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Instead I am given messages such as: “Not responding,” “The program has unexpectedly quit/stopped working” or the patronizing “Something is technically wrong. Thanks for noticing.”

As if we had a choice? 

I’ve also noticed that it’s become rather possessive and sneaky, often separating me from my friends at times by casting judgment on their messages/comments and labeling them as “Spam” long before I have the opportunity to judge/ignore them for myself.

No one takes away my right to judge/ignore people for myself.

I’ve tried to be nice—gently petting it while whispering soft words of encouragement and then restarting it in hopes it operates a bit more cooperatively, knitting it a little sweater to try and prevent it from freezing up—but no luck. I am pretty much powerless against the spinning beach ball of death that appears whenever the hell it wants to.

Perhaps I’m just jealous and need to model my own behavior after my computer a little bit more.

Not only does it have the option to “sleep” and “hibernate,” but the whole “not responding” thing sounds like something I wouldn’t mind officially implementing into my day.

Then again, the computer still can’t download a pizza while all I have to do is turn on the oven and wait 15 minutes. Well, unless the oven’s in cahoots with my computer.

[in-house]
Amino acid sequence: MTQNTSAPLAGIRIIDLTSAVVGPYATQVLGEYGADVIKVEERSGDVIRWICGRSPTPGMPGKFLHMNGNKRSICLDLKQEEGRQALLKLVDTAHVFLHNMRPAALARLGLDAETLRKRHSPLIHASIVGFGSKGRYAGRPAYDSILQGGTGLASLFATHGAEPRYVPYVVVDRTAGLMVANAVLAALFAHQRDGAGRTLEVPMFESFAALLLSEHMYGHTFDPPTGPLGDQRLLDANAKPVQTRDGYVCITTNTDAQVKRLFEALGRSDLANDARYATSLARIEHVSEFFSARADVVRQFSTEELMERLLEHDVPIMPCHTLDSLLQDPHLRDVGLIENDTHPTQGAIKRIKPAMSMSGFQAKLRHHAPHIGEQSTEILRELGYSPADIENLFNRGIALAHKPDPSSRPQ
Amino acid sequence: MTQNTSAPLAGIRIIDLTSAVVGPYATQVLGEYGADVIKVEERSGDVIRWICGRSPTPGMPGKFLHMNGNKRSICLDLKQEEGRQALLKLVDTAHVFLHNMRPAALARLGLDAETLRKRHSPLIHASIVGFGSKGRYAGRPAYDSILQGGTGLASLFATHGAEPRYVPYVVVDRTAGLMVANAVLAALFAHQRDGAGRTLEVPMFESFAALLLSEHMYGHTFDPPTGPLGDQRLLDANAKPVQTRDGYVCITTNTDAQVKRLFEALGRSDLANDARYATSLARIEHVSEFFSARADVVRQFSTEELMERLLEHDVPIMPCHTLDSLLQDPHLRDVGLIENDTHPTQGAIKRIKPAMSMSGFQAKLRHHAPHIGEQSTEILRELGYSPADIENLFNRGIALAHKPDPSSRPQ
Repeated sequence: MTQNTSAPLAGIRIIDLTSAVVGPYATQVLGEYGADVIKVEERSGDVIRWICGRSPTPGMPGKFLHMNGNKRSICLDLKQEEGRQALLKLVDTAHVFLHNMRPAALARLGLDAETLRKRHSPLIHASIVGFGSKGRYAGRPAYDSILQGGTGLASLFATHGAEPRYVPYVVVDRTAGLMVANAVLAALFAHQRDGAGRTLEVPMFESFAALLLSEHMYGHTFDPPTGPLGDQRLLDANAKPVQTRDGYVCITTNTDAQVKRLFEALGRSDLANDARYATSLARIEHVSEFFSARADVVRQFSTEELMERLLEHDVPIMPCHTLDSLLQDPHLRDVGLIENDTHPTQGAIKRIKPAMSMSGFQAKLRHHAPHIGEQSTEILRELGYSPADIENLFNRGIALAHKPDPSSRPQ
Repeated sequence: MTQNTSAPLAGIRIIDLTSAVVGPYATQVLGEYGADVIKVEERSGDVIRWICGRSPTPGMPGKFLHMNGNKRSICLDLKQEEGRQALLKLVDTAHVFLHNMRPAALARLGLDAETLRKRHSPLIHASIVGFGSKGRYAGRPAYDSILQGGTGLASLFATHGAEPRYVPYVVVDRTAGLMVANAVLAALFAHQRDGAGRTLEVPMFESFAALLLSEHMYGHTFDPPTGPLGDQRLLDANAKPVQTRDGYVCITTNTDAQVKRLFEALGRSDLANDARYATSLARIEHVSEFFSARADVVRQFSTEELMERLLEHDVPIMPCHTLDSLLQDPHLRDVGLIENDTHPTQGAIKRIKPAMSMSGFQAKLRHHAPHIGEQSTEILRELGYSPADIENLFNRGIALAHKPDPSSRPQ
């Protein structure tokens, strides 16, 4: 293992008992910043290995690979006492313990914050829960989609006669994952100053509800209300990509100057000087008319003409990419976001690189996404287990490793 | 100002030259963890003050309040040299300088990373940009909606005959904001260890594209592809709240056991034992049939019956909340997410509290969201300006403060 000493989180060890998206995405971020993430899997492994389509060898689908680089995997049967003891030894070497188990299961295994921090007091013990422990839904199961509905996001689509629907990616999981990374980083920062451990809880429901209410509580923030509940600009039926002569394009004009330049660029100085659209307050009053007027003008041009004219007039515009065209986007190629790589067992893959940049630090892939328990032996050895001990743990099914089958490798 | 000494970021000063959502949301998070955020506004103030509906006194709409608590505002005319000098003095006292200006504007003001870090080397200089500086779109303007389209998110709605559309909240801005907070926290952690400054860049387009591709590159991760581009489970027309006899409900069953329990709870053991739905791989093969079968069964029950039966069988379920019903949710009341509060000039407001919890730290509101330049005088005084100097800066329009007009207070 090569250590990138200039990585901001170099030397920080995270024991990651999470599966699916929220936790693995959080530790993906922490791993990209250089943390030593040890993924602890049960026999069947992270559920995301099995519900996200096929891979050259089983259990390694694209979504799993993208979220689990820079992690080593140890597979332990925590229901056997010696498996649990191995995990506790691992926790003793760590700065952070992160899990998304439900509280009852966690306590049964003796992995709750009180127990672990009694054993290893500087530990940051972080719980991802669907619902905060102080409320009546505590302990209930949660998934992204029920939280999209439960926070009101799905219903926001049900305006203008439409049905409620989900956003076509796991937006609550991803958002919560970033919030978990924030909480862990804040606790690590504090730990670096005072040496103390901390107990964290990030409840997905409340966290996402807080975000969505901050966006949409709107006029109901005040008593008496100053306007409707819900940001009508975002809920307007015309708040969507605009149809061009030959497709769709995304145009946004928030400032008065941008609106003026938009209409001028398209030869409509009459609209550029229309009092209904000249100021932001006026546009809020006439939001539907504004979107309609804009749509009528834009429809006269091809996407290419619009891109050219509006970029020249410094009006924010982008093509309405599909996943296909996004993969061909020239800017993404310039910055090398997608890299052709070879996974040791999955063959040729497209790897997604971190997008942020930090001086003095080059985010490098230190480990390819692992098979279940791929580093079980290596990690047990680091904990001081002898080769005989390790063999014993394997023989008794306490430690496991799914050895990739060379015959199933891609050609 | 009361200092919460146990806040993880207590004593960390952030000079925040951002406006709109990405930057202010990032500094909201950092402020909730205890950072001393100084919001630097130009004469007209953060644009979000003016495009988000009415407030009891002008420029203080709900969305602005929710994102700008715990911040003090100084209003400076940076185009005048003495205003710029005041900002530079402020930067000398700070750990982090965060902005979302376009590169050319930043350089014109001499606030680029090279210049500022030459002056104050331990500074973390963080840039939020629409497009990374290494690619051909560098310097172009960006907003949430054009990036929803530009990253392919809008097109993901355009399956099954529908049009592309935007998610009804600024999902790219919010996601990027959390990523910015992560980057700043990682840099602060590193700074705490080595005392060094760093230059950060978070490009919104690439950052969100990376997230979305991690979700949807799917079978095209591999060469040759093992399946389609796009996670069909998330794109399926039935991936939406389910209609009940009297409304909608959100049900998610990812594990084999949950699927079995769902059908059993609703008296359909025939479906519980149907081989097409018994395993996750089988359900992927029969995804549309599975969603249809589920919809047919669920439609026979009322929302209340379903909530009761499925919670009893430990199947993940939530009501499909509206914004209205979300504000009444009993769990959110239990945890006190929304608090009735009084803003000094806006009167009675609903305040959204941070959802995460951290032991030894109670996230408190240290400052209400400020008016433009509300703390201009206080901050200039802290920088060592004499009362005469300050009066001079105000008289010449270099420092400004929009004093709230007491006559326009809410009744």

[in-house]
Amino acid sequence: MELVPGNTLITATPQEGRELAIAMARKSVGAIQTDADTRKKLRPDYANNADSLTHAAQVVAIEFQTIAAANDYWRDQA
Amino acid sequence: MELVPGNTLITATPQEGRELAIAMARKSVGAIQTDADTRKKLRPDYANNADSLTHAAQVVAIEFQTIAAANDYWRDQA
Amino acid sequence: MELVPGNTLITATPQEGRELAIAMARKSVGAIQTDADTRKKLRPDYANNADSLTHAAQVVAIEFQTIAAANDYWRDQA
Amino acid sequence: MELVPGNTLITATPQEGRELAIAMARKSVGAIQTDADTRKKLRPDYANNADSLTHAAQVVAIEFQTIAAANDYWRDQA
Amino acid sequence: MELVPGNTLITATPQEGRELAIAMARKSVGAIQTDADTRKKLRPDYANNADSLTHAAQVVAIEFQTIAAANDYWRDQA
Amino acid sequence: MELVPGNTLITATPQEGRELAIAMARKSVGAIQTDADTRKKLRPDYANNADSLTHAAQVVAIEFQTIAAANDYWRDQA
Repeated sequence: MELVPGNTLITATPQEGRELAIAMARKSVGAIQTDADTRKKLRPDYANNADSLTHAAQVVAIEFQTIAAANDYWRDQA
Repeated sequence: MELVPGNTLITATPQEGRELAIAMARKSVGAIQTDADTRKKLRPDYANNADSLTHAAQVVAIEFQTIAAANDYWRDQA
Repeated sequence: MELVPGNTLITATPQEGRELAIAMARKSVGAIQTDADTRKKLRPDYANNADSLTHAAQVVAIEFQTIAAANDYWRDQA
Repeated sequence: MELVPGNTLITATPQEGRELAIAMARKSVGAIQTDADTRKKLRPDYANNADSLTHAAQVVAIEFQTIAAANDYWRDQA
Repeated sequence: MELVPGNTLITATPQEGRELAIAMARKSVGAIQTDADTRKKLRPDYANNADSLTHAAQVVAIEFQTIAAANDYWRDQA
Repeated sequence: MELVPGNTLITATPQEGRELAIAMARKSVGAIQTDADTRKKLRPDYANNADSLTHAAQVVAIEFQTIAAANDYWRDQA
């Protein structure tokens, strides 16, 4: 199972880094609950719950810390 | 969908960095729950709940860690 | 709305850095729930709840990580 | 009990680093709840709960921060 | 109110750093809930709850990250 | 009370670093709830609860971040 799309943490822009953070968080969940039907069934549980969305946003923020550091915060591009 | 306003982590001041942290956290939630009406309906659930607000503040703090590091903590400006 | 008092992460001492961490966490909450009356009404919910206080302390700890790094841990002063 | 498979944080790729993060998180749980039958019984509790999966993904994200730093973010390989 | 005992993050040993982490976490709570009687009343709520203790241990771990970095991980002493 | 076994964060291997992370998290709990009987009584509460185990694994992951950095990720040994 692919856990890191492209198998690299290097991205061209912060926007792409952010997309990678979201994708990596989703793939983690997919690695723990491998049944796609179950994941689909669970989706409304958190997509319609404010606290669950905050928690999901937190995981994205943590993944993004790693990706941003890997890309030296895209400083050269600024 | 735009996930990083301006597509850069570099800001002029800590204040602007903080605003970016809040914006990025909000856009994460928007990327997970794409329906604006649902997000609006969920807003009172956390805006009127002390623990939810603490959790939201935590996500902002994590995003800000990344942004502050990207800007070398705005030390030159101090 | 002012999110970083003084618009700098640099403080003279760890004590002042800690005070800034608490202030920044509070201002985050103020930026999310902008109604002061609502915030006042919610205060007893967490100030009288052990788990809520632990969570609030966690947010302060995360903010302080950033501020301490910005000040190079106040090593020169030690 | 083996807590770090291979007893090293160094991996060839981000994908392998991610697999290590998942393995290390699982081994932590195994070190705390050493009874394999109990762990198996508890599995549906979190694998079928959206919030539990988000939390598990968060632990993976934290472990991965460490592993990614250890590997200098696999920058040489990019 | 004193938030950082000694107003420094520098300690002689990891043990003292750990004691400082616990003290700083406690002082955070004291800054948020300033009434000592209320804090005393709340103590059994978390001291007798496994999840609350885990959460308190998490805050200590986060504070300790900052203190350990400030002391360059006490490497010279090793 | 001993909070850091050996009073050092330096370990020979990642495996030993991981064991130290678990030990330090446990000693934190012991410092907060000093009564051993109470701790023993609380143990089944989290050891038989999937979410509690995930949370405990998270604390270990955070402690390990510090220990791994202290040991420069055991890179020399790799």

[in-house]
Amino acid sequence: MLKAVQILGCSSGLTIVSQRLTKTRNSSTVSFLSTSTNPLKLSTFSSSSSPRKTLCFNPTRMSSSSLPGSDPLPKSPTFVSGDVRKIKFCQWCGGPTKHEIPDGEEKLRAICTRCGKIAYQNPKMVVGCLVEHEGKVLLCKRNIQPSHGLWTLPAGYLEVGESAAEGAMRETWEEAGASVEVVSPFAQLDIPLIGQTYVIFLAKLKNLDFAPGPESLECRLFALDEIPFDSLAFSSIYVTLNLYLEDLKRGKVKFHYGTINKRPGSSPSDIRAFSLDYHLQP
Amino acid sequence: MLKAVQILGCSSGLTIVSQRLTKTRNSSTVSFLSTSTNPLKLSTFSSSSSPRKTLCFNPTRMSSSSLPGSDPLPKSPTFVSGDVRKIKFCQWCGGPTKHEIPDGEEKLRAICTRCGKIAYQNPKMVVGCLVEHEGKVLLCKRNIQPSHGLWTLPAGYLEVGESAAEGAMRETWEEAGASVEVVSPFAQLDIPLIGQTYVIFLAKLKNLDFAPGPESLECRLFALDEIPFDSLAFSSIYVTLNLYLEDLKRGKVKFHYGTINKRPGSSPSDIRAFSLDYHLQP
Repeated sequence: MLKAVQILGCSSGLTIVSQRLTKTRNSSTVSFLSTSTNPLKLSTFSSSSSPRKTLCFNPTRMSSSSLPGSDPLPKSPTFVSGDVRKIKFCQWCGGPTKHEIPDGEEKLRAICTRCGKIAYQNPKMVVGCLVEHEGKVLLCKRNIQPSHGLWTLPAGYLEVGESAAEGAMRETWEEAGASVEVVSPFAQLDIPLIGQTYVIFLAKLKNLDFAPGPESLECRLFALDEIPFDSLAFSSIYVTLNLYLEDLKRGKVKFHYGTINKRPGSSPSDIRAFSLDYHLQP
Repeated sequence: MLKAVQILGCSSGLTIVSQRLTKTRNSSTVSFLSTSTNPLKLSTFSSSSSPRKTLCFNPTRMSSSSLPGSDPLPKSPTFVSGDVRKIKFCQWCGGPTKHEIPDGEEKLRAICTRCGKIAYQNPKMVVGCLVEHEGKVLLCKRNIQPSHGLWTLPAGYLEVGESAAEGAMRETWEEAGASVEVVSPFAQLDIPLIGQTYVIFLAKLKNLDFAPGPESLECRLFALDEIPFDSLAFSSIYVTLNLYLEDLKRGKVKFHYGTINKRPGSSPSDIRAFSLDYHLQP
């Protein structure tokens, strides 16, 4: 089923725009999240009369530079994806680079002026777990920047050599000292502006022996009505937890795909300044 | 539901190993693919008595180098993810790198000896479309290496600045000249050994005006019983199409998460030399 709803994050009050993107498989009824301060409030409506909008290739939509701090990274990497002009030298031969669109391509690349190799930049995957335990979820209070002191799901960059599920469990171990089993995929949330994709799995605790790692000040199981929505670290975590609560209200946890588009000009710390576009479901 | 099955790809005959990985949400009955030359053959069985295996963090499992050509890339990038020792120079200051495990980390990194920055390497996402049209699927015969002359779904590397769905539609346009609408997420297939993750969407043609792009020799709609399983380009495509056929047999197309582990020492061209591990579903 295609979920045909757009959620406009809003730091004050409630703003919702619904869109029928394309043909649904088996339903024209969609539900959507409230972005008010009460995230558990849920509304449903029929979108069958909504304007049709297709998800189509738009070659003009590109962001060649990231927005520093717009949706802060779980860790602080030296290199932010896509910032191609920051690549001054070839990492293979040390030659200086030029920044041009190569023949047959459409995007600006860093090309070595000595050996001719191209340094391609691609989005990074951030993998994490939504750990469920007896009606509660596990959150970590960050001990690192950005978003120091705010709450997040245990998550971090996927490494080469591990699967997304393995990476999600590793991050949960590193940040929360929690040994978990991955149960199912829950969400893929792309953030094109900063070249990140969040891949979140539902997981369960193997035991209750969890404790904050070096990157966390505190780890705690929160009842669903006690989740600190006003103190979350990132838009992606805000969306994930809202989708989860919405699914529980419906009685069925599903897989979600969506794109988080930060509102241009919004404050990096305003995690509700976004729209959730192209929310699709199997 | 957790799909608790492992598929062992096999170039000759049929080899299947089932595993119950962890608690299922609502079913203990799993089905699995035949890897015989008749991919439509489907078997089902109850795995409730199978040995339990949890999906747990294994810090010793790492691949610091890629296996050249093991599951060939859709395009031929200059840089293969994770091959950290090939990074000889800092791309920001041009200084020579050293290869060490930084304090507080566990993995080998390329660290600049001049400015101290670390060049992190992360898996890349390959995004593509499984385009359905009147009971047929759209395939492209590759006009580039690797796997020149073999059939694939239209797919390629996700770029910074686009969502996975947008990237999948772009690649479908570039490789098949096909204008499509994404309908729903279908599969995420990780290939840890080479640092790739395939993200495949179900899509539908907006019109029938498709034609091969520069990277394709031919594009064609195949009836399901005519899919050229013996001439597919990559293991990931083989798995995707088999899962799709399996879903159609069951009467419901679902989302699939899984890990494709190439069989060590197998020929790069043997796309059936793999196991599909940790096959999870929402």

If that’s the case, I’m screwed.

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I Basically Invented Pinterest

I’m not one who thinks everything I don’t understand or like is stupid (with the exception of “Jersey Shore” and low-fat peanut butter. No reason for these things, people.)

However, I’m so sick of hearing about Pinterest that the only thing I want to do with pins is poke them in my eyes so I don’t have to read about how much everyone loves Pinterest.

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There are a couple reasons as to why this is, but the most important one is that I was the ORIGINAL creator of “pinning” things. Have I received any of the credit?

The answer to that would be, “no.”

First, a little background.

If you’re unfamiliar, Pinterest is the latest social media craze that “lets you organize and share all the beautiful things you find on the web. Best of all, you can browse pinboards created by other people to discover new things and get inspiration from people who share your interests.”

Apparently the mission is to connect everyone in the world through the “things” they find interesting, seeing as Facebook, Twitter, email and actual social interaction with other human beings was insufficient to fill that need.